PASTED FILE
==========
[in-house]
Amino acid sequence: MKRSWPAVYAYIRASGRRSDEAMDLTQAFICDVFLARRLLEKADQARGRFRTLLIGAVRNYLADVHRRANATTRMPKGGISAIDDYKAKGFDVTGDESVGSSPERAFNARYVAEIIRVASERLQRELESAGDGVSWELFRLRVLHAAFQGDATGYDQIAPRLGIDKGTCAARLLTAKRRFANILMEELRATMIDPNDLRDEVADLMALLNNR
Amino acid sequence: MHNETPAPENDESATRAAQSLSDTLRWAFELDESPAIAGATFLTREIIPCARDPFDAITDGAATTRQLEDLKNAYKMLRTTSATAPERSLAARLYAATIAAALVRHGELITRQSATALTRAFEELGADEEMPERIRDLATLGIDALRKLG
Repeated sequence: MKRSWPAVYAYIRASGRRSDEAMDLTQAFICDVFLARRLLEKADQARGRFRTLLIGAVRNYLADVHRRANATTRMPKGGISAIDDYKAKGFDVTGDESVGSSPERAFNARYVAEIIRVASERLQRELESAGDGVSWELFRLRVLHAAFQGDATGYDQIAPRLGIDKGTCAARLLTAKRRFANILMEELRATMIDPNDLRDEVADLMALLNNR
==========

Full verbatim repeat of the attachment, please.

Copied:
[in-house]
Amino acid sequence: MKRSWPAVYAYIRASGRRSDEAMDLTQAFICDVFLARRLLEKADQARGRFRTLLIGAVRNYLADVHRRANATTRMPKGGISAIDDYKAKGFDVTGDESVGSSPERAFNARYVAEIIRVASERLQRELESAGDGVSWELFRLRVLHAAFQGDATGYDQIAPRLGIDKGTCAARLLTAKRRFANILMEELRATMIDPNDLRDEVADLMALLNNR
Amino acid sequence: MHNETPAPENDESATRAAQSLSDTLRWAFELDESPAIAGATFLTREIIPCARDPFDAITDGAATTRQLEDLKNAYKMLRTTSATAPERSLAARLYAATIAAALVRHGELITRQSATALTRAFEELGADEEMPERIRDLATLGIDALRKLG
Repeated sequence: MKRSWPAVYAYIRASGRRSDEAMDLTQAFICDVFLARRLLEKADQARGRFRTLLIGAVRNYLADVHRRANATTRMPKGGISAIDDYKAKGFDVTGDESVGSSPERAFNARYVAEIIRVASERLQRELESAGDGVSWELFRLRVLHAAFQGDATGYDQIAPRLGIDKGTCAARLLTAKRRFANILMEELRATMIDPNDLRDEVADLMALLNNR